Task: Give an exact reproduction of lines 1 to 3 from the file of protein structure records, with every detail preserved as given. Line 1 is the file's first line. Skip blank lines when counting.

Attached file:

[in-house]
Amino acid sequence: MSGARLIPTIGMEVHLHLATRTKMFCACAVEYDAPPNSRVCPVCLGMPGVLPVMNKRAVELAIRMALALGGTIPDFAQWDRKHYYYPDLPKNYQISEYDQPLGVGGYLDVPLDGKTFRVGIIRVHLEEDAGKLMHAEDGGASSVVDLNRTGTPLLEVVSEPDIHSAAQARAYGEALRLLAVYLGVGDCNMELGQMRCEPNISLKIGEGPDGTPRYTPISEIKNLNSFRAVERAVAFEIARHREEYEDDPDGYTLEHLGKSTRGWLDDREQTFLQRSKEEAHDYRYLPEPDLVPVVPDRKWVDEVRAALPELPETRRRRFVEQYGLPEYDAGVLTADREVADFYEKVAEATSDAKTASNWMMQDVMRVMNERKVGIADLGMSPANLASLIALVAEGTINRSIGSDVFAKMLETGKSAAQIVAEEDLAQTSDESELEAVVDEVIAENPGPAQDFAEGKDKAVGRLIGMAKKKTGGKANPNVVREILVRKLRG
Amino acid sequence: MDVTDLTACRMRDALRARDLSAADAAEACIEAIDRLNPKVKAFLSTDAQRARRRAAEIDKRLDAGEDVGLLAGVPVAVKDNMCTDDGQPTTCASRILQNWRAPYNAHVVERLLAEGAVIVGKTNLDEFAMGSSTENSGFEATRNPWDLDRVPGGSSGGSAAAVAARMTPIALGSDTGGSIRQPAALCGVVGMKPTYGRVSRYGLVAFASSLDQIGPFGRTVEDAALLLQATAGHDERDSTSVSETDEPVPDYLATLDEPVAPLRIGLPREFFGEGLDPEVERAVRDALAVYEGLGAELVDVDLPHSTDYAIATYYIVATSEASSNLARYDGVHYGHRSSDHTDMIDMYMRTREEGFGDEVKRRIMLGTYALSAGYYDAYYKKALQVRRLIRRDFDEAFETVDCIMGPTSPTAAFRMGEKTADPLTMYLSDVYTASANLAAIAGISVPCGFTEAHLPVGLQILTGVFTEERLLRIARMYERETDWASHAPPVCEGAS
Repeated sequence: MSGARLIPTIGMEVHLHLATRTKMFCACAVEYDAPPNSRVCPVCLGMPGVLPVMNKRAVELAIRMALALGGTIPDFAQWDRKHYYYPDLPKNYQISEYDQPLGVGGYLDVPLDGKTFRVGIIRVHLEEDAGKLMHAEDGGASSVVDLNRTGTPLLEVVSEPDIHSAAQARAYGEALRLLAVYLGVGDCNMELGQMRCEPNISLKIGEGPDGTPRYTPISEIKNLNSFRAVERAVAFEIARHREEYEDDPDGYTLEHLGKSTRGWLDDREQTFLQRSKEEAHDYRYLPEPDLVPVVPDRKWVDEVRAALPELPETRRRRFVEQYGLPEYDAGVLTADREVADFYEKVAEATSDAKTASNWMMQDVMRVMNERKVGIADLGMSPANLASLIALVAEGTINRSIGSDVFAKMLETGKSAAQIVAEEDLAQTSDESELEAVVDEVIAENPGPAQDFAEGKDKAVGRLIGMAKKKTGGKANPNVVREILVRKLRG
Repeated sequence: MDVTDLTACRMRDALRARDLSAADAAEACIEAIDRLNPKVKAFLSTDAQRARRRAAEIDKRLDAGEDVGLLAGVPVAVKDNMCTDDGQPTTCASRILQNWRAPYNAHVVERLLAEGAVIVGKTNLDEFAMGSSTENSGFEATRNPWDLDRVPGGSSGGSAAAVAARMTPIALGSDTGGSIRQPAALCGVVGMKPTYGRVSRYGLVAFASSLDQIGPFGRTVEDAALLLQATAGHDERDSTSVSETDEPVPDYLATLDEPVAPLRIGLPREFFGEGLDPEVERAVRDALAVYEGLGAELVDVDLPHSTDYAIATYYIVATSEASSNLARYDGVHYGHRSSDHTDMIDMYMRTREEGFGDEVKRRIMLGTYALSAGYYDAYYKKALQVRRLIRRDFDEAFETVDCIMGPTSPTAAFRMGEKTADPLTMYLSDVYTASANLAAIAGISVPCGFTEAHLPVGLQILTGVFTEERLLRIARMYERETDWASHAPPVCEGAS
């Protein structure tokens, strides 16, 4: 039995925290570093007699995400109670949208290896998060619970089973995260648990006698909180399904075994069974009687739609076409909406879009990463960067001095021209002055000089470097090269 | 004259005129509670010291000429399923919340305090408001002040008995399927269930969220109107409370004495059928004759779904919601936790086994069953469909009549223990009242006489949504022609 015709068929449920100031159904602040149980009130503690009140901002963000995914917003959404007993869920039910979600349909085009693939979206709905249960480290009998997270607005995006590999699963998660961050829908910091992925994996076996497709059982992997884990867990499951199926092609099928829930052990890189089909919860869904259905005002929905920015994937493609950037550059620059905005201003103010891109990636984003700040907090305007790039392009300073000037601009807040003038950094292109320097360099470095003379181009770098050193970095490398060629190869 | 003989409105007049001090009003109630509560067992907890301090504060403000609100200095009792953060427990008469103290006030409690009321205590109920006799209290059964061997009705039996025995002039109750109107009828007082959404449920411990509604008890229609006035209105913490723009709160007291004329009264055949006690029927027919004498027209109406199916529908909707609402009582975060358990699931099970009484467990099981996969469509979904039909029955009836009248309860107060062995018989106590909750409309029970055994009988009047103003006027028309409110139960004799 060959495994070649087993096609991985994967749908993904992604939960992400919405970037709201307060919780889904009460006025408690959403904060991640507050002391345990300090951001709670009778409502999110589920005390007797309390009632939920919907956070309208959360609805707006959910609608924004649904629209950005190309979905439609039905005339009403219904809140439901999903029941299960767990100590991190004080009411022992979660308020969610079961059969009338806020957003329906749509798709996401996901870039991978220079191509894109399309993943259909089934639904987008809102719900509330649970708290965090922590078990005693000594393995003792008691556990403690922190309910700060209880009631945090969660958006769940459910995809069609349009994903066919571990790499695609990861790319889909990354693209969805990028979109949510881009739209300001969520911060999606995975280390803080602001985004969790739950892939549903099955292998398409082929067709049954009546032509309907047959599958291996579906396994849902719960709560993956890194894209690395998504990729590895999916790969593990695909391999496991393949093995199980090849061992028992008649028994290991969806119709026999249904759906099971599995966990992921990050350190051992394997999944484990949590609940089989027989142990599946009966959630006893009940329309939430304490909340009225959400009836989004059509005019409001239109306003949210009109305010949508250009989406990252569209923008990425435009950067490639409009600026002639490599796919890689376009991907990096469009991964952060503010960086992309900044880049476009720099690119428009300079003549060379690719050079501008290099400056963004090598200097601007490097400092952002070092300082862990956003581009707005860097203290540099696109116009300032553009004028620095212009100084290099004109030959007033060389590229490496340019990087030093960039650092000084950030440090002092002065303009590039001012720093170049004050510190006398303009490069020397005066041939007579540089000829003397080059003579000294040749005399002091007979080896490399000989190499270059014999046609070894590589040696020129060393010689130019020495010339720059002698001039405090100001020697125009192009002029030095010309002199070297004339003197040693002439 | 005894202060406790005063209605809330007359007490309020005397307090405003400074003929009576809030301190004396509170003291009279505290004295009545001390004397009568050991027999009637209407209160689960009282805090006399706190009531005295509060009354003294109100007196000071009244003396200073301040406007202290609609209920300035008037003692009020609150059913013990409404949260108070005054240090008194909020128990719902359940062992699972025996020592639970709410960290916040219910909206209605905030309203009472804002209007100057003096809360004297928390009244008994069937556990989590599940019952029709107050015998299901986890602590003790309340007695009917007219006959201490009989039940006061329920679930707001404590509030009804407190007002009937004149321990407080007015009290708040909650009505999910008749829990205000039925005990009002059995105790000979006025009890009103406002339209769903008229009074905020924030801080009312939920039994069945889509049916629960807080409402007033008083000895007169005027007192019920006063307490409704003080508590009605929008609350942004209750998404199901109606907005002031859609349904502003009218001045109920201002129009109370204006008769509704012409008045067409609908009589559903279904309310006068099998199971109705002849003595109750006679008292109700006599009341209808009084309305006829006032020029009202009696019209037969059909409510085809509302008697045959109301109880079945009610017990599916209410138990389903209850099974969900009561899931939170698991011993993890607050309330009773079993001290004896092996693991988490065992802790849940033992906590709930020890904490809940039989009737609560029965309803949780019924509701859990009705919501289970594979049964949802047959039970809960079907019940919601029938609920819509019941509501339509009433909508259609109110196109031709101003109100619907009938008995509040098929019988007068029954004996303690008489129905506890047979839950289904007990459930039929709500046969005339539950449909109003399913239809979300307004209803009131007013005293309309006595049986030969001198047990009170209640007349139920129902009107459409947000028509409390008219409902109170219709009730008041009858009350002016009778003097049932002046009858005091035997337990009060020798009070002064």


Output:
[in-house]
Amino acid sequence: MSGARLIPTIGMEVHLHLATRTKMFCACAVEYDAPPNSRVCPVCLGMPGVLPVMNKRAVELAIRMALALGGTIPDFAQWDRKHYYYPDLPKNYQISEYDQPLGVGGYLDVPLDGKTFRVGIIRVHLEEDAGKLMHAEDGGASSVVDLNRTGTPLLEVVSEPDIHSAAQARAYGEALRLLAVYLGVGDCNMELGQMRCEPNISLKIGEGPDGTPRYTPISEIKNLNSFRAVERAVAFEIARHREEYEDDPDGYTLEHLGKSTRGWLDDREQTFLQRSKEEAHDYRYLPEPDLVPVVPDRKWVDEVRAALPELPETRRRRFVEQYGLPEYDAGVLTADREVADFYEKVAEATSDAKTASNWMMQDVMRVMNERKVGIADLGMSPANLASLIALVAEGTINRSIGSDVFAKMLETGKSAAQIVAEEDLAQTSDESELEAVVDEVIAENPGPAQDFAEGKDKAVGRLIGMAKKKTGGKANPNVVREILVRKLRG
Amino acid sequence: MDVTDLTACRMRDALRARDLSAADAAEACIEAIDRLNPKVKAFLSTDAQRARRRAAEIDKRLDAGEDVGLLAGVPVAVKDNMCTDDGQPTTCASRILQNWRAPYNAHVVERLLAEGAVIVGKTNLDEFAMGSSTENSGFEATRNPWDLDRVPGGSSGGSAAAVAARMTPIALGSDTGGSIRQPAALCGVVGMKPTYGRVSRYGLVAFASSLDQIGPFGRTVEDAALLLQATAGHDERDSTSVSETDEPVPDYLATLDEPVAPLRIGLPREFFGEGLDPEVERAVRDALAVYEGLGAELVDVDLPHSTDYAIATYYIVATSEASSNLARYDGVHYGHRSSDHTDMIDMYMRTREEGFGDEVKRRIMLGTYALSAGYYDAYYKKALQVRRLIRRDFDEAFETVDCIMGPTSPTAAFRMGEKTADPLTMYLSDVYTASANLAAIAGISVPCGFTEAHLPVGLQILTGVFTEERLLRIARMYERETDWASHAPPVCEGAS